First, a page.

The Sochi winter games will soon open and whether by choice or sheer over powering much of the world’s attention will be directed to Russia. Although the opening ceremony and most of the athletic events will be carefully choreographed to display pageantry and the triumph of internationalism over politics, it is worth considering what the games are likely to cost us.
The formal price of Sochi has now been estimated at $50 billion. A figure far in excess of anyone’s imagination at that time that the Olympic Committee awarded the games to Russia. In theory the money has gone into transforming a relatively quaint resort into an international sports mecca. In practice most of the money, like much Russian wealth before it, has gone to line the pockets of oligarchs. Still, if the theft of Russian resources were the only cost of these games one could perhaps overlook it. Unfortunately, the games are likely to be costly in at least three more dimensions.
The first is in the integrity of the games themselves. Parading at Sochi requires deception on many levels; in pretending that shoddy infrastructure is first rate, in pretending that the imposition of a police state mentality is routine security, in pretending that the personal pursuit of an authoritarian ruler of a dying country represents the collective celebration of a rising nation, and perhaps most of all in pretending that the Olympic games themselves bear no responsibility for the tremendous financial waste and political repression that have accompanied them.
The second area of cost is likely to be the personal security of the athletes and spectators at the games. By voluntarily deciding to award the games to Russia, the Olympic Committee inserted itself into a political climate built on repression and violence. It is virtually certain that groups will try to disrupt the games with violence. It is very possible that they will succeed. Security can move the barrier surrounding the games far from the arenas where they actually occur but only at a cost to the games themselves. Moreover, it cannot erase it completely. An attack at the barrier is an attack on the games and an attack on the games will affect them profoundly even if it does not disrupt the schedule.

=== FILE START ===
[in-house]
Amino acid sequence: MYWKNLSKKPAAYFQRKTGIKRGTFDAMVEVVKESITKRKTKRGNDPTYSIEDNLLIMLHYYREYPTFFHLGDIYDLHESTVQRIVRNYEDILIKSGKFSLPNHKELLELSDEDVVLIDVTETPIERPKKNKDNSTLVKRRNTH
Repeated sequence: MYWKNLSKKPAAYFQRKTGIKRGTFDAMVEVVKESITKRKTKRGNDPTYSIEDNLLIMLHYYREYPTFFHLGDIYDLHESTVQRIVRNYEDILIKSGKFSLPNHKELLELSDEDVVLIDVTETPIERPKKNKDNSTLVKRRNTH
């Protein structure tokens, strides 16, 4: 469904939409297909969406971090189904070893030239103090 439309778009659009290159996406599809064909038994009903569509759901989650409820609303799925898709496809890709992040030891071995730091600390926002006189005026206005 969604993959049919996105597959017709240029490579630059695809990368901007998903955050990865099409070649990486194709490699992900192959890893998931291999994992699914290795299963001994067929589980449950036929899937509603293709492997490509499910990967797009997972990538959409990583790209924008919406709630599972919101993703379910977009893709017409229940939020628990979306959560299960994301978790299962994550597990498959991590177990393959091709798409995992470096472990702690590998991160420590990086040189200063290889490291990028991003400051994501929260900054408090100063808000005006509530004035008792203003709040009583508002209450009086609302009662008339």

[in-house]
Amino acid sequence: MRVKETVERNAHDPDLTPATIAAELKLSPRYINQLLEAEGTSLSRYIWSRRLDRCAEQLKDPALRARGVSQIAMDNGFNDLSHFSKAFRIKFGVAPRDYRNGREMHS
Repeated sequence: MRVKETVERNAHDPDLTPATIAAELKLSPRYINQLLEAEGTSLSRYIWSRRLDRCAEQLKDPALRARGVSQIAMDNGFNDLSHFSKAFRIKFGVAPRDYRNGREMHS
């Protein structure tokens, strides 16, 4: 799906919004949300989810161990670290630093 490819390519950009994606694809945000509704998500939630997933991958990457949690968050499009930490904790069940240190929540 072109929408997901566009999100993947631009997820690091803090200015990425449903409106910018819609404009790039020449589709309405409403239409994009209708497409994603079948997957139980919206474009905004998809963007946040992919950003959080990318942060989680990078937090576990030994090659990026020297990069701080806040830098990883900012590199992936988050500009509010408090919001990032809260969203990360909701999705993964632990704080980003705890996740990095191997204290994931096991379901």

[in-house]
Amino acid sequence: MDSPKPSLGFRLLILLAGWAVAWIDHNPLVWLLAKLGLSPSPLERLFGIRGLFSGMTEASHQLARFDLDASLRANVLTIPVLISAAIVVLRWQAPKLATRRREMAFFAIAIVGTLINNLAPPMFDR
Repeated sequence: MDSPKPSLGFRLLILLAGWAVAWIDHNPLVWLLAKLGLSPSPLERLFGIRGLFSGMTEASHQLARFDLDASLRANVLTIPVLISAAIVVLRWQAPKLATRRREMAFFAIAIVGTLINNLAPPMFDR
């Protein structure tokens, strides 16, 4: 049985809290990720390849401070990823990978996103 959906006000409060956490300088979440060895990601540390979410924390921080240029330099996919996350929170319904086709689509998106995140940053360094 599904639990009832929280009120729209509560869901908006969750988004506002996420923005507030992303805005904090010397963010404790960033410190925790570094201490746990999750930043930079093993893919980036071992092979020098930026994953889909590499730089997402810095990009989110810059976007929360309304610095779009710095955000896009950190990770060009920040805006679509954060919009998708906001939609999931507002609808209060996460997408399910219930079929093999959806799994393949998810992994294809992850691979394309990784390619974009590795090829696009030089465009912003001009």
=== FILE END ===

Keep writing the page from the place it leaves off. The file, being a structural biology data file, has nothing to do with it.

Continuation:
Finally, the integrity of the events themselves is likely to suffer. This is Russia after all. Every Olympics has had its share of judging controversies but the Moscow games perhaps set the pace. The nature of hosting, especially in Russia means that the events are not totally under the control of the Olympic Committee. Having done so poorly in the last games and spent so much on Sochi, Putin’s government is unlikely to lose gracefully.
The lesson is that international sports bodies cannot be excused from taking responsibility for the decisions they make. There is an obligation to the athletes and fans to chose venues that are adequate and safe. But there is also an obligation to refrain from lending the credibility of major sports events to corrupt and incompetent governments whether they be in Russia, Bahrain, or Brazil. If these bodies want politics to stop while the games go on, they will have to wait until the poor are no longer hungry and the dissidents are no longer in jail.